Vitamin K Benefits for Antiaging and Wellness

Vitamin k benefits for antiaging are surprisingly important. Vitamin k deficiency can have serious health consequences than those of other nutrients. Sources of vitamin k should be included in your diet for optimal health.

The Forgotten Vitamin

We generally hear a lot about the superstars of the vitamin world like vitamin c, e, and d, but rarely do we see vitamin k benefits make the headlines. Come to find out this nutrient is a very powerful antioxidant that is critical to so many functions that deficiencies can be life threatening.


What we call vitamin k has two natural forms:

Vitamin K1 (phylloquinone).

Vitamin K2 (menaquinone).

They are fat soluble vitamins with the following vitamin k benefits:

  • Preventing calcification of coronary arteries
  • Important for preventing osteoporosis by regulating calcium
  • Diets high in vitamin k may help prevent stroke
  • Inhibits the inflammatory cytokine IL6
  • Sufficient levels are important for preventing Alzheimer’s disease
  • Necessary for proper blood sugar regulation
  • More powerful an antioxidant than vitamin e or coenzyme q10
  • Protects the liver from free radicals
  • Possibly protective against some forms of cancer
  • Keeps calcium in bones and prevents calcium from being deposited in other tissues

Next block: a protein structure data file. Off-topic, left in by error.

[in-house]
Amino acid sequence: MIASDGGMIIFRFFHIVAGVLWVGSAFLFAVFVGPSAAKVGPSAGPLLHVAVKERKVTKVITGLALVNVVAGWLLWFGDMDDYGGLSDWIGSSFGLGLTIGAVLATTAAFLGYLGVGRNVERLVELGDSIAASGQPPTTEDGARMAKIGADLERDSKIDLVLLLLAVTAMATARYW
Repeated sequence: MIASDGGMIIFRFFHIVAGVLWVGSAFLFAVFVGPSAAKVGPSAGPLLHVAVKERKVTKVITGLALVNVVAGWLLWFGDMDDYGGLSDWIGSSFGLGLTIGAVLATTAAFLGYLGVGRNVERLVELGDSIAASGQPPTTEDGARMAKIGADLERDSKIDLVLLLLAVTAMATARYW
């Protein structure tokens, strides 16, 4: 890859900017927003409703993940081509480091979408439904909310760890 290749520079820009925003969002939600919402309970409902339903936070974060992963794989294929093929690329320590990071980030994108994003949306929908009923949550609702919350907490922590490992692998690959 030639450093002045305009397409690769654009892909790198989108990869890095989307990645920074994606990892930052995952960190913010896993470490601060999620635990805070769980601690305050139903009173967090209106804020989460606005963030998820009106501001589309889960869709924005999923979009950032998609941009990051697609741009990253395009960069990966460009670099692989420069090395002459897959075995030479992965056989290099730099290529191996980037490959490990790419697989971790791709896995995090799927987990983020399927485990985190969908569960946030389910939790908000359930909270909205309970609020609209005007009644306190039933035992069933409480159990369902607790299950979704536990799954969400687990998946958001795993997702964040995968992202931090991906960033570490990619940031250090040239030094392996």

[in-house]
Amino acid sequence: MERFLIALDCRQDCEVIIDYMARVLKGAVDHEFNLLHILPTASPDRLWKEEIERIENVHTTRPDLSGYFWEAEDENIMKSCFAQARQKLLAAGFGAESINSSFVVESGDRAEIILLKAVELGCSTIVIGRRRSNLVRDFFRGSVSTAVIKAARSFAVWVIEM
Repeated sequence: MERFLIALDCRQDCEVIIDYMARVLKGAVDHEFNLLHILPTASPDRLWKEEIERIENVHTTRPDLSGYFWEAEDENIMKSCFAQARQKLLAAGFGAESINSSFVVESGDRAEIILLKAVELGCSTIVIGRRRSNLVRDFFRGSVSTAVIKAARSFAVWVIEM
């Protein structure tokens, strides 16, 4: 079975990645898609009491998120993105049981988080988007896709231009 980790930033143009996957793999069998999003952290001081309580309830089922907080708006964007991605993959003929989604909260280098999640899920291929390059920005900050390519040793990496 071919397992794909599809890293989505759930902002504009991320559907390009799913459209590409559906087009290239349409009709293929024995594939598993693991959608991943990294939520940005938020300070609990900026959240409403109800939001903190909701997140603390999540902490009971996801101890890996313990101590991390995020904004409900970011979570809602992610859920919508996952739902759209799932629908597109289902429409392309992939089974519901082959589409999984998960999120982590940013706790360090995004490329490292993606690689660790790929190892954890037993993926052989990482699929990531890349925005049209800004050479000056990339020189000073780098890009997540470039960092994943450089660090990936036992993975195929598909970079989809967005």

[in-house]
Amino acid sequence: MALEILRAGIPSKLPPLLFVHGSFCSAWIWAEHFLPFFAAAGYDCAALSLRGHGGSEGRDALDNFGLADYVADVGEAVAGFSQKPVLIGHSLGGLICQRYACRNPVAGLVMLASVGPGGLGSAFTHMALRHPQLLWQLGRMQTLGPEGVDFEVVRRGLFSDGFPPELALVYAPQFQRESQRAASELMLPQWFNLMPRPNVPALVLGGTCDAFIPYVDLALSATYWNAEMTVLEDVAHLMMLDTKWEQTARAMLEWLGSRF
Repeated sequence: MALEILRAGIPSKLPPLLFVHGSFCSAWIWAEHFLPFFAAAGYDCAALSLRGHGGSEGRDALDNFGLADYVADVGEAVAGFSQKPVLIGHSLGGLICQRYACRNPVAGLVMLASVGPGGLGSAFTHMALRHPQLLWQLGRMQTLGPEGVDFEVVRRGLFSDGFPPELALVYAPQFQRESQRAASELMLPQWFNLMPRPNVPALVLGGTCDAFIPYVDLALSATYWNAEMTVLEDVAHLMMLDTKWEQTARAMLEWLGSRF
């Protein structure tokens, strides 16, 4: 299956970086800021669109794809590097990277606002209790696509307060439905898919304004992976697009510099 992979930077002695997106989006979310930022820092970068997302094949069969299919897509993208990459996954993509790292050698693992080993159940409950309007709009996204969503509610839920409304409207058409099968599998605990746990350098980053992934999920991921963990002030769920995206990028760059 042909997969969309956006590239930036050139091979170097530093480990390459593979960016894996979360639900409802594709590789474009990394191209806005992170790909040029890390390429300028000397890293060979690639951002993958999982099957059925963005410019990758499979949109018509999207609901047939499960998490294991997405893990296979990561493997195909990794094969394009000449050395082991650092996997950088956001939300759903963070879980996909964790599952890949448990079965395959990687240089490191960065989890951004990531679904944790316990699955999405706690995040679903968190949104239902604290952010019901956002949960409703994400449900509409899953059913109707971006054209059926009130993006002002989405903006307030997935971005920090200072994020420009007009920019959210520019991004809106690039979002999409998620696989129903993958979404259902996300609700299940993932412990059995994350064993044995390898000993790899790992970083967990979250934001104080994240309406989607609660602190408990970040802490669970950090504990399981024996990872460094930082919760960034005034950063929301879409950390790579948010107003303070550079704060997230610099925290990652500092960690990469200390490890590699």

Vitamin K Deficiency

Vitamin k deficiency was thought to be rare, and it may be in a strictly clinical sense. However as we've seen before sub clinical deficiency of this vitamin may be widespread.

There is a huge difference between deficiency that causes outright disease, and lower than optimal amounts of a vitamin that can result in long term problems that develop over time and cause chronic disease.

Some of the signs of vitamin k deficiency are:

  • Nosebleeds
  • Bleeding Gums
  • Heavy menstrual bleeding
  • Eye hemorages
  • Prolonged clotting times
  • Osteoporosis
  • Ostepoenia
  • Anemia
  • Easy bruising
  • Hypercaliciuria
  • Liver cancer
  • Calcification of soft tissue

RDA's for vitamin k are:

80mg/day for adult males, 65mg/day for adult women, 5mb/day for infants.

People that are on anticoagulants like Warfarin or Coumadin are advised to avoid sources of vitamin k and therefore will be deficient in this vitamin. This can lead to serious health problems and so should be monitored by a doctor of other health professional.

The most common way of testing for deficiency is to use the protein prothrombin as an indicator. This test is called “pro time” for short. This is usually monitored in people who are on so called “blood thinning” medications.


Even though vitamin k is a fat soluble vitamin, it is not stored in the body and is not known to be toxic even at high levels.

Sources of Vitamin K

Food sources of vitamin k are:

  • Lettuce, Swiss chard, kale, cauliflower, broccoli, spinach, Brussels sprouts
  • Tomato
  • Avocado, kiwi fruit

Vitamin k is much better absorbed when there is fat in the meal, and this makes a good argument for a nice salad with extra virgin olive oil!

It is also available in supplement form and my preference is Life Extension brand, Jarrow Formulas, Metagenics, ect. From online sources like Webvitamins or Vitamin Shoppe.

The very latest research indicates that vitamin k benefits go beyond just preventing vitamin k deficiency, and can actually improve health across the board with levels well above the RDA.

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